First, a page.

Sixty-Nine Days, an article published in The New Yorker, details the story of the Chilean miners trapped by the collapsed San José Mine back in 2010. (Published in 2014, it is immediately clear that the author went to immense depth to craft the article.) The article begins pre-collapse by describing the scene, the subjects, and the history. Many of the thirty-three men are introduced in detail. Then, an almost-daily account of the entrapment is given, in which camaraderie, faith, and dreams of death are emphasized. Finally, the author investigates the effects that the rescue and sudden fame had on a few of the miners. The author avoids any serious discussion of politics and jurisdiction, and he focuses, rather, on survival and on the human condition.
The writing is “immersive” in every possible way — often, the scene and characters are described with such detail that you can’t help but think it’s fiction. Writing, like this, showcases the author’s deft ability to incorporate research (mostly interviewing in this case) and the depth to which he went before writing. The subjects are beautifully characterized beyond anything that would be found in a traditional news article, allowing it to surpass the endeavors of that genre. Further, the writing yields bits of dark humor that reveal the desperation of the situation to the audience.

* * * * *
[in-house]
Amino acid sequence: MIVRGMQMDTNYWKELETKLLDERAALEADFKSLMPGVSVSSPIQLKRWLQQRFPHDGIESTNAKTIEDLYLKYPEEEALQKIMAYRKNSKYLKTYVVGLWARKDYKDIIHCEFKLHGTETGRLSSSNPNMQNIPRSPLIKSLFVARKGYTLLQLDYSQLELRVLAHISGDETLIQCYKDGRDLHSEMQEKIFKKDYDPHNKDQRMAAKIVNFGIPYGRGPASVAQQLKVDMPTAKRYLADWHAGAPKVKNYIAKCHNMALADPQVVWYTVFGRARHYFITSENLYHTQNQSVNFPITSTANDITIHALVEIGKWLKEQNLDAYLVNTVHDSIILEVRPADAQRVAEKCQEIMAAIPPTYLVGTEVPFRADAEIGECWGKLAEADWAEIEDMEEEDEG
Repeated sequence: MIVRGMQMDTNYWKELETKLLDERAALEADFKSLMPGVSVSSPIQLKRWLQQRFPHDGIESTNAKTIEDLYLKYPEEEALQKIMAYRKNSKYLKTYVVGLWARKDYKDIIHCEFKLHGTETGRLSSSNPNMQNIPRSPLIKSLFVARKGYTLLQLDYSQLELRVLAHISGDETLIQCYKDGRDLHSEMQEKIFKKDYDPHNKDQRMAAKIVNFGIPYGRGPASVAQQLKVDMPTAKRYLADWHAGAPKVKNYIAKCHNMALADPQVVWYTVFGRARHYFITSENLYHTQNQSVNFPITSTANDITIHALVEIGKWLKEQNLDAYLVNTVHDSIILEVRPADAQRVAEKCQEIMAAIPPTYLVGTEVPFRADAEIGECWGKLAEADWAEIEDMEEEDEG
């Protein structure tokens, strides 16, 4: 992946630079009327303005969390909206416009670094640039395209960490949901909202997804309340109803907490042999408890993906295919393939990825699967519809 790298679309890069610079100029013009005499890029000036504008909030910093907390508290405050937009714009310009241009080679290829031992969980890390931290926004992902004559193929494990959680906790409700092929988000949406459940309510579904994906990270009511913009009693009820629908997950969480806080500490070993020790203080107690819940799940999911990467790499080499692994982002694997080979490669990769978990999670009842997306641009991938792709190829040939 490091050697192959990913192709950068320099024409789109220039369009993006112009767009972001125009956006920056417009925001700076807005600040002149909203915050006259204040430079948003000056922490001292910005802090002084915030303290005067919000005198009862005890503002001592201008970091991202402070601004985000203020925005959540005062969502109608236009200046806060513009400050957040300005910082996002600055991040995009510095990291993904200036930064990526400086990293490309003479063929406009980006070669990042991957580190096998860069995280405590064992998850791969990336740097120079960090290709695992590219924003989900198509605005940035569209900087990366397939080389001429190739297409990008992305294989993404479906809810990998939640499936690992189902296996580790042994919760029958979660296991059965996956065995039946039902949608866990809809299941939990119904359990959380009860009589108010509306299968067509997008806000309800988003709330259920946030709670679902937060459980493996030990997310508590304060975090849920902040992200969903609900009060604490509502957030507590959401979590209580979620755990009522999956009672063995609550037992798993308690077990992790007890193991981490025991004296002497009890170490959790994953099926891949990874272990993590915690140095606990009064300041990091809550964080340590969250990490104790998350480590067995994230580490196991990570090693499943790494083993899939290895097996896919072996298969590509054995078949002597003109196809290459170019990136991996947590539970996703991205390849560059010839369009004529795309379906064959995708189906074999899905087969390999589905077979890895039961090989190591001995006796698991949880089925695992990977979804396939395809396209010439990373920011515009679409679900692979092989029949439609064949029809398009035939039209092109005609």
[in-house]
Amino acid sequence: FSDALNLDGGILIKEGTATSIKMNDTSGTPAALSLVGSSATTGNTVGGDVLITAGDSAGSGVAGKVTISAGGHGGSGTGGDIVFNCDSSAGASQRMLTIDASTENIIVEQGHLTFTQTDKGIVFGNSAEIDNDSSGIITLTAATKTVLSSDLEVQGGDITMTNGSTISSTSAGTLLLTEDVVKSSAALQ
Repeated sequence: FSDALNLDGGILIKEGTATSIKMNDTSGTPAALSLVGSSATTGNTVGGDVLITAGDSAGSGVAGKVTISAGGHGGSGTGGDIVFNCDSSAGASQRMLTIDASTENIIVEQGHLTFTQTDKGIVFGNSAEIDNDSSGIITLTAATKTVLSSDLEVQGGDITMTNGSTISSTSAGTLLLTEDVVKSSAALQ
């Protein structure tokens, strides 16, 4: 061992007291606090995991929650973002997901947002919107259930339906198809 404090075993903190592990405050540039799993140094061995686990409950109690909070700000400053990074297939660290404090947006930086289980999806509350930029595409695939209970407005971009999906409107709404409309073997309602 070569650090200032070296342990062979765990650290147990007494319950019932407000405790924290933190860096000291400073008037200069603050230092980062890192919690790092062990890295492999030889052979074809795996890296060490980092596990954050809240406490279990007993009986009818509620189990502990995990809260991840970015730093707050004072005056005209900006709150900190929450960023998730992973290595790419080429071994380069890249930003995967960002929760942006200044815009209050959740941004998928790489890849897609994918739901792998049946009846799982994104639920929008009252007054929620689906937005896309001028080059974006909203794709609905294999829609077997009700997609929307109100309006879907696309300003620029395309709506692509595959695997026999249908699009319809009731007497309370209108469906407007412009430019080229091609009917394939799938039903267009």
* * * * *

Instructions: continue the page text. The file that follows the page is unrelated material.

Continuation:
When reading this article, there are a number of things that I encourage you to pay attention to: the characterization of the miners, the fluid inclusion of research, the use of present tense, the bits of dark humor, the detail and imagery with which the story is told, the use of dreams, the way in which death is described, and the presence (absence?) of photographs/videos. Each of these aspects lends accordingly to the genre and the intentions of the piece.
Last week, Britni included another article to read and compare her’s to. Given that mine is already very long (thirty pages), I won’t ask you to do that. Do, however, keep in mind the way in which the writing here differs from the conventions of typical news pieces, though we won’t necessarily address this head-on.
In discussion, we will be focusing on the following questions:
- What is the genre? How can you tell?
- What is working well here (given the genre)?
- What is the purpose?
- Could this piece have taken a different medium? Different publication?
For those of us writing in a similar genre as this article, I think it will be extremely valuable. For those of you who are not, I hope you that you are able to take something away from it and find enjoyment in it nonetheless!